Endoscopic Plastic Surgery: Small Scars and Smaller Recovery

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Valerie DeBenedette, Senior Medical Editor

Valerie DeBenedette is a science writer who specializes in keeping people informed about medicine and their health. She has more than 20 years of experience writing for newspapers, magazines, and websites and has written about most areas of medicine. For many years, she was a contributing writer to Cosmetic Dermatology and to Drug Topics, the leading pharmacy trade magazine. She also was a contributing editor to The Physician and Sportsmedicine for many years. She has written about most fields of medicine, including dermatology, sportsmedicine, ophthalmology, general surgery, orthopedics, and women's health; as well as public health policy and the pharmaceutical industry. In addition, she is the author of Caffeine, a book for young people. She is a member of the National Association of Science Writers.


December 10 2008

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One of the biggest growth areas in plastic surgery—indeed in all of medicine—in the last 25 years has been in the use of endoscopic cosmetic surgery techniques. Endoscopy gives surgeons and other physicians the ability to directly examine organs and other tissue inside your body. It also allows them to perform surgery using very small incisions which can greatly shorten recovery times.

Plastic surgeons use endoscopic techniques in abdominoplasty, face lifts, brow lifts, abdominoplasty (tummy tuck), and breast augmentation. More endoscopic cosmetic surgery procedures are being created every day. Endoscopy is also being used in several types of reconstructive plastic surgery.

The main instrument in endoscopy is the endoscope, which is basically a tube that contains a way to deliver light to the area that is to be examined and a way to transmit the image back out to the viewer. The word endoscopy means "looking inside." Often, endoscopes use fiber optics, which are thin glass fibers that can transmit light. In some set-ups, the surgeon can watch what he or she is doing on a video screen. In other set-ups, the surgeon views the action through an eyepiece.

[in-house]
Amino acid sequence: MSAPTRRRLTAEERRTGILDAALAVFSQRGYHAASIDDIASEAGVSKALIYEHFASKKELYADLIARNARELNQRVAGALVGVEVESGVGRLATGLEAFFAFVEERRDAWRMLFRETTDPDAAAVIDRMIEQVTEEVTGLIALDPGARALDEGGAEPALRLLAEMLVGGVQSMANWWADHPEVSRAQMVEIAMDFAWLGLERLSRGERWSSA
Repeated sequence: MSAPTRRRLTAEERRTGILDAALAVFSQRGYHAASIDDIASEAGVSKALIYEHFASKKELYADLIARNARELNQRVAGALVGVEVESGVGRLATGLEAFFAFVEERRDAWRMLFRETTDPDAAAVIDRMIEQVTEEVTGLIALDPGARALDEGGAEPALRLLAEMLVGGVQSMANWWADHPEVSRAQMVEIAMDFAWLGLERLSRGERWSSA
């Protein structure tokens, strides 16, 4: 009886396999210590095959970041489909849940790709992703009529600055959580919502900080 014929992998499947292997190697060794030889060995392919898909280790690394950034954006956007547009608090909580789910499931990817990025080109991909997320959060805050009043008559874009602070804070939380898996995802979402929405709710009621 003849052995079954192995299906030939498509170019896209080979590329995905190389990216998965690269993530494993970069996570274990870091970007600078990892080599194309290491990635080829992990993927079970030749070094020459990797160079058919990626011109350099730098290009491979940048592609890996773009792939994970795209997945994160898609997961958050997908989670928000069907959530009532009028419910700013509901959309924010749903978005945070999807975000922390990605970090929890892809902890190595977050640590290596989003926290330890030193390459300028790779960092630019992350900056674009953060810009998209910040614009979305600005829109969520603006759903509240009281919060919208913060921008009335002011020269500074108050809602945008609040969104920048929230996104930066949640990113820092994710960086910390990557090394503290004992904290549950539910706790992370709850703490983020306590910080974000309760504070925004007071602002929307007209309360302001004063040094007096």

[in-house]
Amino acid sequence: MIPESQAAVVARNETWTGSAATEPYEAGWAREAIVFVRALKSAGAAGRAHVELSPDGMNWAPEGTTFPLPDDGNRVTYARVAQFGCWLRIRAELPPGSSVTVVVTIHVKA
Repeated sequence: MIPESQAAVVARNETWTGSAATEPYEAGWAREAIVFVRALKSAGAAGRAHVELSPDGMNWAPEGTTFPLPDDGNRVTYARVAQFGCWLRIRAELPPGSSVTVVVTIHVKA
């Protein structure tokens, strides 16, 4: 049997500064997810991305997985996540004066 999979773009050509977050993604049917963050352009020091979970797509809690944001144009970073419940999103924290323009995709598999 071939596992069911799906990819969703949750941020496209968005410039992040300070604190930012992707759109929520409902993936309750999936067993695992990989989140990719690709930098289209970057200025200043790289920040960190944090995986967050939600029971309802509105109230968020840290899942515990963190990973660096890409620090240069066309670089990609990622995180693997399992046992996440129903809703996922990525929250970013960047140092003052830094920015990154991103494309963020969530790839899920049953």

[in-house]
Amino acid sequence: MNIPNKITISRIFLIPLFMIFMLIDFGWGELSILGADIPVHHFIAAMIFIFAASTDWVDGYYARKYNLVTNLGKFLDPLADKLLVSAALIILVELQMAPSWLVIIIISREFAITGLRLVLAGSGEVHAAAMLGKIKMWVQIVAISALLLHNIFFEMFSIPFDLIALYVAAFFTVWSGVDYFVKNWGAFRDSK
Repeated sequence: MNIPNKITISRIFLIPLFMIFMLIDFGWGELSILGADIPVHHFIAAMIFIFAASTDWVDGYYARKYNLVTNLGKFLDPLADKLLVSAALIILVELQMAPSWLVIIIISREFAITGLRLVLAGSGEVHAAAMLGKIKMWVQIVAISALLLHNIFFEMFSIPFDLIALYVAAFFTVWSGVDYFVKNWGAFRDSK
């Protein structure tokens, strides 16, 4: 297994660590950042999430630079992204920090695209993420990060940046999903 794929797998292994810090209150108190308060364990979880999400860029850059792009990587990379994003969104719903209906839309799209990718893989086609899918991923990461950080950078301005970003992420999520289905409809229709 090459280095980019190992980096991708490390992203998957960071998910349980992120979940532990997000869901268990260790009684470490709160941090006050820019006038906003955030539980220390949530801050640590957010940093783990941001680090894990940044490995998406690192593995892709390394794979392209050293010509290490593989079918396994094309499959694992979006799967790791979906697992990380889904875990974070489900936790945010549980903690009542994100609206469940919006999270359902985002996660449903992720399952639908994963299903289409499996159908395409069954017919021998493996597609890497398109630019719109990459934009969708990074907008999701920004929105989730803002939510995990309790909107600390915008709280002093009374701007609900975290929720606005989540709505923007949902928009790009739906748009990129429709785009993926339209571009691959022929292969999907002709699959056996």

The endoscope itself does nothing but give the surgeon a view port into your body. Other surgical instruments are inserted down other tubes and make surgery possible. These instruments may include specially made scalpels, scissors, or forceps, among other tools. The endoscope and other instruments are inserted through incisions about an inch or so long, and sometimes smaller. Usually there are two or three incisions, but more may be used depending on the type of surgery.

It is the tiny size of the incisions that provides the primary benefits of endoscopic surgery. Short incisions heal faster than long incisions, which cuts down on the length of a person's recovery and on the amount of discomfort they have. Small incisions are less likely to cause nerve damage and may reduce the chance of serious bleeding, bruising, or swelling. And of course, tiny incisions make for tiny scars—sometimes even virtually invisible scars. Plastic surgeons are good at placing these incisions where they will be least conspicuous.

These benefits of endoscopy are why its use has grown in leaps and bounds over the last two decades. However, there are limits to what it can do. Because of the small operating area, your surgeon may not be able to provide as much correction or improvement as he or she could do with an open surgery. An endoscopic procedure limits the amount of tissue that can be removed. If you need a lot of skin on your face lifted and the excess removed or if you have a lot of skin and subcutaneous fat on your abdomen, your surgeon may not recommend an endoscopic procedure. An endoscopic tummy tuck cannot provide the amount of correction to the abdomen that a standard tummy tuck can. However, endoscopic techniques can be combined with open surgery.

If anything goes wrong during your endoscopic surgery, or if your surgeon encounters anything unexpected, he or she might have to convert to an open surgery. There are also the risks that are inherent with all surgery, such as infection and excessive bleeding.

If you are considering an endoscopic cosmetic surgery, make sure to work with a board-certified plastic surgeon. Ask about his or her experience with endoscopy at your consultation.